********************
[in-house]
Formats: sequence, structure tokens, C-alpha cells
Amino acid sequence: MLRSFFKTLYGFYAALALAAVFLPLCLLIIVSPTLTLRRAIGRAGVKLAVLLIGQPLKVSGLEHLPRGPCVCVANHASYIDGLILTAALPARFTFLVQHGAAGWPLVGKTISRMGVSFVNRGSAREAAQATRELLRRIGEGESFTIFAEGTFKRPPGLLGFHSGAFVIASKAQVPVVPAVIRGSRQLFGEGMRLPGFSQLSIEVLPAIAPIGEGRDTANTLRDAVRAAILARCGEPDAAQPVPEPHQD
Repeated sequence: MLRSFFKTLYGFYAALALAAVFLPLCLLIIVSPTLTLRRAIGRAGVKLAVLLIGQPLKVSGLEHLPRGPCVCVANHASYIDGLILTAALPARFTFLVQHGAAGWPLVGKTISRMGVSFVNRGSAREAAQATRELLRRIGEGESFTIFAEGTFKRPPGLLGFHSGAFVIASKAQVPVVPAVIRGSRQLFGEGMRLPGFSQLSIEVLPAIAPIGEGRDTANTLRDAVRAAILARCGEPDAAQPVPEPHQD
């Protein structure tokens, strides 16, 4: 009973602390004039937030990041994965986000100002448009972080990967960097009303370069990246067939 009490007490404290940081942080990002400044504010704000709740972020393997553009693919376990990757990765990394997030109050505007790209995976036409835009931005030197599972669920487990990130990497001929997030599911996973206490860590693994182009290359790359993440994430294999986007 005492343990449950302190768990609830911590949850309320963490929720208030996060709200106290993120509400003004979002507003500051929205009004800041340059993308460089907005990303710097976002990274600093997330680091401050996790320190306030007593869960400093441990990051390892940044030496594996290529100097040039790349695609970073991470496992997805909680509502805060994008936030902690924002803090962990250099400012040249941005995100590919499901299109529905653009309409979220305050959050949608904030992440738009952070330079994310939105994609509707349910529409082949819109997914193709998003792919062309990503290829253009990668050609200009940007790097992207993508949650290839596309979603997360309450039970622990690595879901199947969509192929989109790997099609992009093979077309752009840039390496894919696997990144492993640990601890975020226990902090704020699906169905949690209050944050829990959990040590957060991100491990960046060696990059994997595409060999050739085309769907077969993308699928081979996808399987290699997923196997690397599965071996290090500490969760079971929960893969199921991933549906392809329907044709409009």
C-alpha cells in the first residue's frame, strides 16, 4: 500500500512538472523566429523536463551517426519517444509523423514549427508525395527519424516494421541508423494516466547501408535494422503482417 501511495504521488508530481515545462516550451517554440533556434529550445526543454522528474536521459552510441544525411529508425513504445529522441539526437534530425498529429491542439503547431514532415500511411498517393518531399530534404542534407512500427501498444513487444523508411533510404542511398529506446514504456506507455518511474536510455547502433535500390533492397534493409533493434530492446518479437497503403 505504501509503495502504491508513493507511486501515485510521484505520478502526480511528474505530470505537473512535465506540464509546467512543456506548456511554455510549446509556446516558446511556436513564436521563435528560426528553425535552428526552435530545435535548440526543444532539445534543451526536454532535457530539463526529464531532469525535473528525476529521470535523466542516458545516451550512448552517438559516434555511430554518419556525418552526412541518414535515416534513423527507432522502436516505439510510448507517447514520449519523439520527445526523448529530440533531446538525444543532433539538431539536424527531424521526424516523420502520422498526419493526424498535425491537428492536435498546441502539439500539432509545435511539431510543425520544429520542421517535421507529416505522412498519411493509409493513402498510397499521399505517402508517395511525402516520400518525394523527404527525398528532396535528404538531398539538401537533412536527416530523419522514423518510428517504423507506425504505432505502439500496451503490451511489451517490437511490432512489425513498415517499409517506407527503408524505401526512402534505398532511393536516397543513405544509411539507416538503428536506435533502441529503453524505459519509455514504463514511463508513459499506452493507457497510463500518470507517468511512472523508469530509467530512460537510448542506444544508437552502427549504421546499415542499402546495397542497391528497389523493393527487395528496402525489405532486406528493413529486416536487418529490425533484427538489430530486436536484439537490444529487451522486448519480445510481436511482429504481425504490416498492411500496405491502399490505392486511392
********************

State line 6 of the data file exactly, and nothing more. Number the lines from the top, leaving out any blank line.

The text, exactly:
C-alpha cells in the first residue's frame, strides 16, 4: 500500500512538472523566429523536463551517426519517444509523423514549427508525395527519424516494421541508423494516466547501408535494422503482417 501511495504521488508530481515545462516550451517554440533556434529550445526543454522528474536521459552510441544525411529508425513504445529522441539526437534530425498529429491542439503547431514532415500511411498517393518531399530534404542534407512500427501498444513487444523508411533510404542511398529506446514504456506507455518511474536510455547502433535500390533492397534493409533493434530492446518479437497503403 505504501509503495502504491508513493507511486501515485510521484505520478502526480511528474505530470505537473512535465506540464509546467512543456506548456511554455510549446509556446516558446511556436513564436521563435528560426528553425535552428526552435530545435535548440526543444532539445534543451526536454532535457530539463526529464531532469525535473528525476529521470535523466542516458545516451550512448552517438559516434555511430554518419556525418552526412541518414535515416534513423527507432522502436516505439510510448507517447514520449519523439520527445526523448529530440533531446538525444543532433539538431539536424527531424521526424516523420502520422498526419493526424498535425491537428492536435498546441502539439500539432509545435511539431510543425520544429520542421517535421507529416505522412498519411493509409493513402498510397499521399505517402508517395511525402516520400518525394523527404527525398528532396535528404538531398539538401537533412536527416530523419522514423518510428517504423507506425504505432505502439500496451503490451511489451517490437511490432512489425513498415517499409517506407527503408524505401526512402534505398532511393536516397543513405544509411539507416538503428536506435533502441529503453524505459519509455514504463514511463508513459499506452493507457497510463500518470507517468511512472523508469530509467530512460537510448542506444544508437552502427549504421546499415542499402546495397542497391528497389523493393527487395528496402525489405532486406528493413529486416536487418529490425533484427538489430530486436536484439537490444529487451522486448519480445510481436511482429504481425504490416498492411500496405491502399490505392486511392